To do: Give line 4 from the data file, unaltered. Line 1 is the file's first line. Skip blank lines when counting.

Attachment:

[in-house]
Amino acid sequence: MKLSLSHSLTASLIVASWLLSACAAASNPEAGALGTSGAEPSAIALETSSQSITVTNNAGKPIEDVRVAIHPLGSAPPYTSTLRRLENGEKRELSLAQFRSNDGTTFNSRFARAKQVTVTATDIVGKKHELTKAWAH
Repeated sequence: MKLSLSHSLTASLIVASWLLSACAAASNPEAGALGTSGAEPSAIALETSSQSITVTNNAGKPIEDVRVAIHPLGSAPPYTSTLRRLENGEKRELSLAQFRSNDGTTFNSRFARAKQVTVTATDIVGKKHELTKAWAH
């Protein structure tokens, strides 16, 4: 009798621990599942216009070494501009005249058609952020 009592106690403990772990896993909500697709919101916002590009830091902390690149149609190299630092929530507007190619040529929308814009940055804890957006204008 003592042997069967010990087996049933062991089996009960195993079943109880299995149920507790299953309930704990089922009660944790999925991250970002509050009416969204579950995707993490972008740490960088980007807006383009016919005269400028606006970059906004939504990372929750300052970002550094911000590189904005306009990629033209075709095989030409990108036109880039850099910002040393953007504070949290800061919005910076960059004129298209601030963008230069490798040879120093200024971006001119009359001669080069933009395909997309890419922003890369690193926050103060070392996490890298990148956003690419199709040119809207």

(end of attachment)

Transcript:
């Protein structure tokens, strides 16, 4: 009798621990599942216009070494501009005249058609952020 009592106690403990772990896993909500697709919101916002590009830091902390690149149609190299630092929530507007190619040529929308814009940055804890957006204008 003592042997069967010990087996049933062991089996009960195993079943109880299995149920507790299953309930704990089922009660944790999925991250970002509050009416969204579950995707993490972008740490960088980007807006383009016919005269400028606006970059906004939504990372929750300052970002550094911000590189904005306009990629033209075709095989030409990108036109880039850099910002040393953007504070949290800061919005910076960059004129298209601030963008230069490798040879120093200024971006001119009359001669080069933009395909997309890419922003890369690193926050103060070392996490890298990148956003690419199709040119809207």